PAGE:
One of the most intriguing players in the draft is a receiver from Georgia Tech named Demaryius Thomas. In 2009, Thomas averaged 25.1 yards per catch (for his career, it was 19.5, on 120 catches), and at 6-foot-3 and 224 pounds, Thomas has the size and route-running ability to be a solid starting NFL receiver -- if not a star.
What makes Thomas more interesting:
1. His grandmother trafficked cocaine when he grew up in Georgia, and his mother was a sort of bag lady with the proceeds. When they were caught, the mom wouldn't rat on the grandmother, and Thomas's grandmother got 40 years in prison and his mother 20. He was 12 when it happened, and he was shuttled from family member to family member before finally landing three years later with an uncle who was a preacher. That set him on the right track.
2. While working out just before the NFL Scouting Combine on Feb. 16 in Arizona, Thomas cracked a bone in his right foot doing what they call the three-cone drill. He had surgery Feb. 21, and in the 23 days since, he's been going through a gauntlet of medical treatments designed to get him ready to run for NFL scouts before April 15, the date teams have to stop working out players before the draft.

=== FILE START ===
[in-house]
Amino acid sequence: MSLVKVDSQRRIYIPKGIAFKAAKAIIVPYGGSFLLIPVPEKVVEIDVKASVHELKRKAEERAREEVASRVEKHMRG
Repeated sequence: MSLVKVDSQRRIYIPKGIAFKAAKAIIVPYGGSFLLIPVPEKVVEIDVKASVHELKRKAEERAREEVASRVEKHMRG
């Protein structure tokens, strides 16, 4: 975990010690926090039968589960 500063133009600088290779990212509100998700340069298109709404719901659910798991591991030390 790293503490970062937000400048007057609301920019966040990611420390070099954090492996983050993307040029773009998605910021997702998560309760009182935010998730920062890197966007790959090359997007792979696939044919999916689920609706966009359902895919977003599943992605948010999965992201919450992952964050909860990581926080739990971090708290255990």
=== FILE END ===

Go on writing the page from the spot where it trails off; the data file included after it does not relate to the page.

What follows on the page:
The normal time for a fifth metatarsal bone to heal and for an average person to be back running and jumping on it is at least 12 weeks. The medics at Athletes Performance Institute in Arizona overseeing Thomas' rehab are trying to patch him up and have him ready to sprint in seven.
"Some of the stuff they're having me do is pretty weird,'' Thomas said from Arizona over the weekend. "But I think it's helping me. I know it's helping me."
The stuff goes back to the surgery itself, when bone marrow was removed from his hip and transfused into the area of the break, where a pin was used to set the bone. "It helps almost like a cement foundation,'' said Anna Hartman, the manager of the Performance Physical Therapy Department at API, who is with Thomas every day. That day is eight and a half hours long.
Thomas uses a bone stimulator, to speed bone-remodeling. The foot is hit with a cold laser, which stimulates bone-cell growth. He gets massage therapy on the foot. He takes fish oil supplements, a natural anti-inflammatory. He just started last week to be put in a pool in a contraption that allows him to progressively put more and more body weight on his foot while running. At night, he sleeps with electrodes stimulating bone growth through the night. "Our goal is to have him run 100 percent before the draft, so he can show his ability to the NFL teams,'' Hartman said. "But we won't sacrifice his health. I'm positive his foot is not going to be a chronic thing.''
His mom is in jail 'til 2017, Thomas said, which means he'd be an eight-year vet if he makes the NFL and survives long enough for her to see him play. She went to jail between his fifth- and sixth-grade years, and Thomas credits the discipline and schedule instilled by his uncle with helping him get through high school.